French Corral

Town History - Gold Discovery, Early Citizenry, Legends

Historic Sites - Local Ruins, Relics, Buildings & Scenery
      • The Wells Fargo Building

Travelers' Tips - Directions, Museums, Lodging, &c

Town History

      The somnolent, rural atmosphere which envelopes this settlement today belies its early beginnings during the days of gold. French Corral was the first of the historic mining camps to spring up along the San Juan Ridge. A French settler built a corral for his mules here in 1849, and when rich placers were later discovered nearby, a town quickly appeared on the site of the Frenchman’s corral.
      The gavel deposits of the ancient San Juan River channel follow along the ridge for many miles. These accumulations, washed down over millions of years, contain fossil wood and nearly every kind of rock known to the Sierra region. And gold, lots of gold. The deposits were left high and dry above the present river systems by some past geologic events, causing wild speculations amongst the miners as to how the gold got there.
      For several years the town simply existed, with what mining there was taking place in a rather desultory manner as the deposits did not appear to be rich. But when hydraulic mining was introduced, its economy and thoroughness changed everything. The town boomed as hundreds of miners rushed to the area, making French Corral one of the premier towns in the district, second only to North San Juan in size and importance.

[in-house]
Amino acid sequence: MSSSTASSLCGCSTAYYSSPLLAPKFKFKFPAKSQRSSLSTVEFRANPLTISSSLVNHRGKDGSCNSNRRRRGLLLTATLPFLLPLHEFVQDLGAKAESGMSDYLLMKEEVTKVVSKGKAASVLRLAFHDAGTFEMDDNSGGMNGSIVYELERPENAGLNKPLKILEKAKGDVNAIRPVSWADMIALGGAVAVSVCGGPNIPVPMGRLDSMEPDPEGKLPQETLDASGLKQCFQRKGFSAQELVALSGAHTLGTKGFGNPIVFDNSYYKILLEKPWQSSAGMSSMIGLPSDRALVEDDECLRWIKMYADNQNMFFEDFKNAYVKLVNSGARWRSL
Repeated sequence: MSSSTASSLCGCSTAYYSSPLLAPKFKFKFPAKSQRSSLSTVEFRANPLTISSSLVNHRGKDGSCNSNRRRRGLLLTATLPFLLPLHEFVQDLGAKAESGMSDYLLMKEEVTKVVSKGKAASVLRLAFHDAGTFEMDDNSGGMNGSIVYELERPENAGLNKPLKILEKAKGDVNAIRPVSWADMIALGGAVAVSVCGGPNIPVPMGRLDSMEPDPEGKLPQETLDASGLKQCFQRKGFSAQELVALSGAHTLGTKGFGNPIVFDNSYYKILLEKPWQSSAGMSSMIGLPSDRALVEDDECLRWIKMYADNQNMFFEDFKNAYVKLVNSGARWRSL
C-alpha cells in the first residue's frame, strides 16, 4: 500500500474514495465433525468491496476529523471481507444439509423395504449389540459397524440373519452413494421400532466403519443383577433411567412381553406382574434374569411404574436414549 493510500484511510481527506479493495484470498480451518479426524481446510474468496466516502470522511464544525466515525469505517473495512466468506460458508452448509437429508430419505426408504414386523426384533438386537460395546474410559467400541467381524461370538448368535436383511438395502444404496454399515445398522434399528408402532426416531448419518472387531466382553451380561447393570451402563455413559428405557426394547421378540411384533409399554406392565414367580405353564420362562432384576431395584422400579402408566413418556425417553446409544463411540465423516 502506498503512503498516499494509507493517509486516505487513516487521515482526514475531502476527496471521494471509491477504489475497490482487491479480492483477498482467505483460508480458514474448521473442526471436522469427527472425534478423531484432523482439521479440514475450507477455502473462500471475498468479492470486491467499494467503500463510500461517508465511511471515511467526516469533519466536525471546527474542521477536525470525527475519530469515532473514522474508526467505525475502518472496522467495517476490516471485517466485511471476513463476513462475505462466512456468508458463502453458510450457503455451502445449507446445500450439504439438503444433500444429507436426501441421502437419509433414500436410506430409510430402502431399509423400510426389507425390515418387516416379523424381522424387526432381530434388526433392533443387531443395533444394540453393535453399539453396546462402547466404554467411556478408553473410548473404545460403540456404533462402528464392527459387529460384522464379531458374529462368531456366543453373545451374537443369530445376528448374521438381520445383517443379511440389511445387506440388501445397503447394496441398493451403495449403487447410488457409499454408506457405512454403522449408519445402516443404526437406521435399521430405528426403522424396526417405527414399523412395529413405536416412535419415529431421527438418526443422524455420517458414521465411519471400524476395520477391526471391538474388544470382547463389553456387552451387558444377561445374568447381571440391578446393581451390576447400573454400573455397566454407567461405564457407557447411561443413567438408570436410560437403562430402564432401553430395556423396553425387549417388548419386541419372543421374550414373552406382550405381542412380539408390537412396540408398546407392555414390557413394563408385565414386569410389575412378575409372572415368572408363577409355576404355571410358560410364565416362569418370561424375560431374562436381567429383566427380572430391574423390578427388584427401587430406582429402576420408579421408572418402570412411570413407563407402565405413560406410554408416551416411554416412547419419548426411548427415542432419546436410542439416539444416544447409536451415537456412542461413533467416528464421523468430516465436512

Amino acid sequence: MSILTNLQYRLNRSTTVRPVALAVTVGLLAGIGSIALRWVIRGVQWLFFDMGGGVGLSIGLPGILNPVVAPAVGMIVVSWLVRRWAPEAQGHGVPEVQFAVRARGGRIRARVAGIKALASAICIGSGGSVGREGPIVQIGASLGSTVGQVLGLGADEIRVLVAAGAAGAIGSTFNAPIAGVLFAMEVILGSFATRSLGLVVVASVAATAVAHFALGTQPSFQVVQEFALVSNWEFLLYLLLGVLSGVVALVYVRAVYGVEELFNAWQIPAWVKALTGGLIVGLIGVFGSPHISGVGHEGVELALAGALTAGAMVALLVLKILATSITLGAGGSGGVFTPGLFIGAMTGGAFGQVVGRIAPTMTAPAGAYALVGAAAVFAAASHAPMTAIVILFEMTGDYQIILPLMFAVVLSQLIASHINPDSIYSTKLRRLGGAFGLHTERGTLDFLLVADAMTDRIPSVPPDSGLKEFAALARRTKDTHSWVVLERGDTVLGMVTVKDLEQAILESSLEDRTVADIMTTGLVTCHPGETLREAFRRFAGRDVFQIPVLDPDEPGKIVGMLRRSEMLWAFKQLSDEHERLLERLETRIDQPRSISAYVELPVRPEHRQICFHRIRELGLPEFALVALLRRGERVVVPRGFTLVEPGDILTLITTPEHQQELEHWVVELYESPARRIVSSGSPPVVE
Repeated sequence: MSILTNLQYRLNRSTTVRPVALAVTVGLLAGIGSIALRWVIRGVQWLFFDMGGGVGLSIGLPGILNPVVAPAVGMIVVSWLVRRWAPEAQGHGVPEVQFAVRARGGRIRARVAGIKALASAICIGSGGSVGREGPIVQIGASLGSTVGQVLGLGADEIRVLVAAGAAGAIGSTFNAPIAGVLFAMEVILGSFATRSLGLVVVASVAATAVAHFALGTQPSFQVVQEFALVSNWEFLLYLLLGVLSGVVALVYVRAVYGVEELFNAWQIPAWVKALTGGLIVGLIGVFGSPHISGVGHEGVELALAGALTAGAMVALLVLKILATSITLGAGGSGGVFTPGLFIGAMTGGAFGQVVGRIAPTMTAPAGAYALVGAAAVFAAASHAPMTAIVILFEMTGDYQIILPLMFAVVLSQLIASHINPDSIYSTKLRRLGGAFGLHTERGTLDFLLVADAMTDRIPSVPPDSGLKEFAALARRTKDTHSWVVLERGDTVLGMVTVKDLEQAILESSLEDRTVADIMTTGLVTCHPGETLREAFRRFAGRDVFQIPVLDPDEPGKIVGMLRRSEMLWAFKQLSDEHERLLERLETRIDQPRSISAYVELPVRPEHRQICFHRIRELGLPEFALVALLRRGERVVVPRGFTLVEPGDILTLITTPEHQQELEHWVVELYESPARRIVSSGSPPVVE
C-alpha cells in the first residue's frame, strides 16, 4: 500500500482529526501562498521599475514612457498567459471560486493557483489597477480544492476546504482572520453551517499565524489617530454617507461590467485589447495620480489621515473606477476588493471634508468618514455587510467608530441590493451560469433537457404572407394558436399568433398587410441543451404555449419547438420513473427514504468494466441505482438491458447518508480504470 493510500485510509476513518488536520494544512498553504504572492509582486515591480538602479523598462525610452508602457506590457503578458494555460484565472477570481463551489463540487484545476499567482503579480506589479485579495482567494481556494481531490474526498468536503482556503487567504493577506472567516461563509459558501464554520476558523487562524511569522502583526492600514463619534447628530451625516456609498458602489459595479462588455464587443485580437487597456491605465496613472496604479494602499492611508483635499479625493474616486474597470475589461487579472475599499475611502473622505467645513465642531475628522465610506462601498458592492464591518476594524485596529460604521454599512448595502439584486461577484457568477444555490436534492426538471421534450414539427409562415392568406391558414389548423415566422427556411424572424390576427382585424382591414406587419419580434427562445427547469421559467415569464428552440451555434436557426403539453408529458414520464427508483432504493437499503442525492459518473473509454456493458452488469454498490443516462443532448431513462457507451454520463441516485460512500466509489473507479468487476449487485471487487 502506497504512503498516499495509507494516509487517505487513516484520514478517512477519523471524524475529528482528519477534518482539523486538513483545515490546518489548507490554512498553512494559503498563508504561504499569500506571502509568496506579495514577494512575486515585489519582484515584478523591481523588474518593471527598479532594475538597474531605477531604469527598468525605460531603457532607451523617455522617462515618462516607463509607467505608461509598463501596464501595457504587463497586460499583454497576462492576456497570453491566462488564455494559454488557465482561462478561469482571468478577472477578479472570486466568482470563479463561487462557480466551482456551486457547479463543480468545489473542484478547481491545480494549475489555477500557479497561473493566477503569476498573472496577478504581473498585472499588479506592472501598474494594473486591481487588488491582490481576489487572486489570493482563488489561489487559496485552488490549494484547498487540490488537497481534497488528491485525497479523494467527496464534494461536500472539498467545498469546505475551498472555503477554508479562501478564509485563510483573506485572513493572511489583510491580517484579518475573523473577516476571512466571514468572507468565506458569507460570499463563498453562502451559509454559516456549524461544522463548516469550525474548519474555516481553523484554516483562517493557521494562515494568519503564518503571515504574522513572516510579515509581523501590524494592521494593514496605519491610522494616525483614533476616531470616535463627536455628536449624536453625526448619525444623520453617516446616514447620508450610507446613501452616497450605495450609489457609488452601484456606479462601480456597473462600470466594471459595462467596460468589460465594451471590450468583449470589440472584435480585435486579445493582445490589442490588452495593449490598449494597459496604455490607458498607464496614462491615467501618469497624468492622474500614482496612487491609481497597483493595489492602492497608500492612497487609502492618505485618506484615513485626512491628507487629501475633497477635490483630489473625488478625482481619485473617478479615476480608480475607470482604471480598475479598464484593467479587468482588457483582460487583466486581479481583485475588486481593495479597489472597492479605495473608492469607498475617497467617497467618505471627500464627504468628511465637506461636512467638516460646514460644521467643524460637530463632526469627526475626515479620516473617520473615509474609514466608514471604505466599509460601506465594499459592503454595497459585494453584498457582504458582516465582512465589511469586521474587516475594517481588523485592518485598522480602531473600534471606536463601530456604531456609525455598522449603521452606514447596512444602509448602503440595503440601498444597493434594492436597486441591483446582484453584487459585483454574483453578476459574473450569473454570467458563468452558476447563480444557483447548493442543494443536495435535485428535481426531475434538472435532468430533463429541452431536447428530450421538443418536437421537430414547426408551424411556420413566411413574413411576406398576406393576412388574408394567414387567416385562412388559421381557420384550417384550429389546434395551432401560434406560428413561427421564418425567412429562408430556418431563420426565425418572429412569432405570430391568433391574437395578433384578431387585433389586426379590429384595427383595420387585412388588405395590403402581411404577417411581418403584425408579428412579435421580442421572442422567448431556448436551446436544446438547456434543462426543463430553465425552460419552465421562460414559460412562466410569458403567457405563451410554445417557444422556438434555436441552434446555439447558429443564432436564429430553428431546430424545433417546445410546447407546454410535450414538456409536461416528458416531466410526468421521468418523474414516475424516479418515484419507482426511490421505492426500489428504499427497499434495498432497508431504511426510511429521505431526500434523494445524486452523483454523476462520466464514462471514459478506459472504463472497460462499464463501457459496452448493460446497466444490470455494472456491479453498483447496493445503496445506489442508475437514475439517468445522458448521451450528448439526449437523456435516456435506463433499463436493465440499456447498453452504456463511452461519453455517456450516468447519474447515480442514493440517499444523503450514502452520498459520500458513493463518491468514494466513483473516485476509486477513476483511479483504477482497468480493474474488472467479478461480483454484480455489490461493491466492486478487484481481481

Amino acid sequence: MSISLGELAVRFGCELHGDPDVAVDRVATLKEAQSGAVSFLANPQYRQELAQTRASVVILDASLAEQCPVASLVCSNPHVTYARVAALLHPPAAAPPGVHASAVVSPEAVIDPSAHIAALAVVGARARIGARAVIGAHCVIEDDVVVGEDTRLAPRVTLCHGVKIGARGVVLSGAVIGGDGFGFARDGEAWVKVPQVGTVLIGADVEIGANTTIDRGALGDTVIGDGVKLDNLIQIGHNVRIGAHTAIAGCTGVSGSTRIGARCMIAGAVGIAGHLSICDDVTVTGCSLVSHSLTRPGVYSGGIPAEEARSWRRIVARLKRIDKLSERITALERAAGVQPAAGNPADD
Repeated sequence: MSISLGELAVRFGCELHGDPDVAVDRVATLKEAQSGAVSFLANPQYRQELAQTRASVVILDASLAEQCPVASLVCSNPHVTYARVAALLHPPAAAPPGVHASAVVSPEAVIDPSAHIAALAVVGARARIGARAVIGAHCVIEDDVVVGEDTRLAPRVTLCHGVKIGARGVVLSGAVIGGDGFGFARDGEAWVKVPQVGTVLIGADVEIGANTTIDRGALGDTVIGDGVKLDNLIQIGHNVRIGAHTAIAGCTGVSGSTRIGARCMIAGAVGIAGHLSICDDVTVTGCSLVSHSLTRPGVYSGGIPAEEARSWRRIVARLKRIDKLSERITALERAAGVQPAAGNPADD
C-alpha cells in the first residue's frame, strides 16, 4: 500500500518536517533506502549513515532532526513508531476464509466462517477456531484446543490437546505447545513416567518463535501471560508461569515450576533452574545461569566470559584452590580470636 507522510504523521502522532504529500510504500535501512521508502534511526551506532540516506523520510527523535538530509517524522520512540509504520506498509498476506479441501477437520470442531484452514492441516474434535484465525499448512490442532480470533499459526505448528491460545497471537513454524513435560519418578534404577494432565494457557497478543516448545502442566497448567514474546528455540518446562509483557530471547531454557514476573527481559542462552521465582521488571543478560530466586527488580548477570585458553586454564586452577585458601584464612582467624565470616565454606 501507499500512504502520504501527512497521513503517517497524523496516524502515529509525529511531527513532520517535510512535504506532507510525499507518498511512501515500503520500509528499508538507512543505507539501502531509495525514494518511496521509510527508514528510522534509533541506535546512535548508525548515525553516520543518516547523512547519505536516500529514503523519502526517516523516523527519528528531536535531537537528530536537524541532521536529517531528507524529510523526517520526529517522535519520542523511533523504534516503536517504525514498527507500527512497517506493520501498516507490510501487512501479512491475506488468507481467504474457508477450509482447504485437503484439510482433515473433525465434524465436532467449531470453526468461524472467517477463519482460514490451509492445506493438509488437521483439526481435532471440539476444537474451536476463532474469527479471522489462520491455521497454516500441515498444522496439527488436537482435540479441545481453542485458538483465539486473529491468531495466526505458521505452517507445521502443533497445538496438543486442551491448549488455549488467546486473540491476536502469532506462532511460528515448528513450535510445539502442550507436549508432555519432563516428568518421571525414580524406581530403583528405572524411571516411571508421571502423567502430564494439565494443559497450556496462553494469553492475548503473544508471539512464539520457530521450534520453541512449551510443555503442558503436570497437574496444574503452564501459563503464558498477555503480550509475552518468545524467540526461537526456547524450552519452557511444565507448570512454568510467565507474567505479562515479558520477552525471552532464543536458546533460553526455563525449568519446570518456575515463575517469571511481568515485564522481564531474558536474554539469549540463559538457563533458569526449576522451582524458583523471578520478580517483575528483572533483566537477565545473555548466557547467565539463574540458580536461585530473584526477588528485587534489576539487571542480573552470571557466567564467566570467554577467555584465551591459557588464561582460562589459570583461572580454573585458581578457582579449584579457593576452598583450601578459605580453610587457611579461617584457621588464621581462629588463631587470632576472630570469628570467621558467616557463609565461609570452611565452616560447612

In addition to being known for its rich gold mines, French Corral is famous for being the terminus of the world’s first long-distance telephone line. The sixty-mile long line was built by the Edison Company in 1878 at a cost of $6,000. It stretched up the Ridge from French Corral through Birchville, Sweetland, North San Juan, Cherokee, North Columbia, Lake City, North Bloomfield, Moore’s Flat, Graniteville, Milton, and Bowman Lake. The line was built for three mining companies, the Eureka Lake and Yuba Canal Company, the North Bloomfield Mining Company, and the Milton Mining and Water Company, in order to more effectively manage their ditches and flumes along the Ridge. The three companies owned and operated a total of over 320 miles of ditches and flumes, constructed at a cost of over $5 million. The phone line enabled them to precisely regulate the flow of water from the reservoirs high in the mountains, through the complicated system of flumes and ditches, to their gigantic hydraulic mining operations along the Ridge.
      The results of the hydraulic mining operations which took place here from the 1850’s to 1884, are still visible along the road. Hillsides washed away created mini-canyons which reveal the layers of gravels laid down by the ancient river. Sunlight often catches and glitters off specks in these walls, drawing the attention of those driving by. Gold?

Travelers' Tips
      • Town Map

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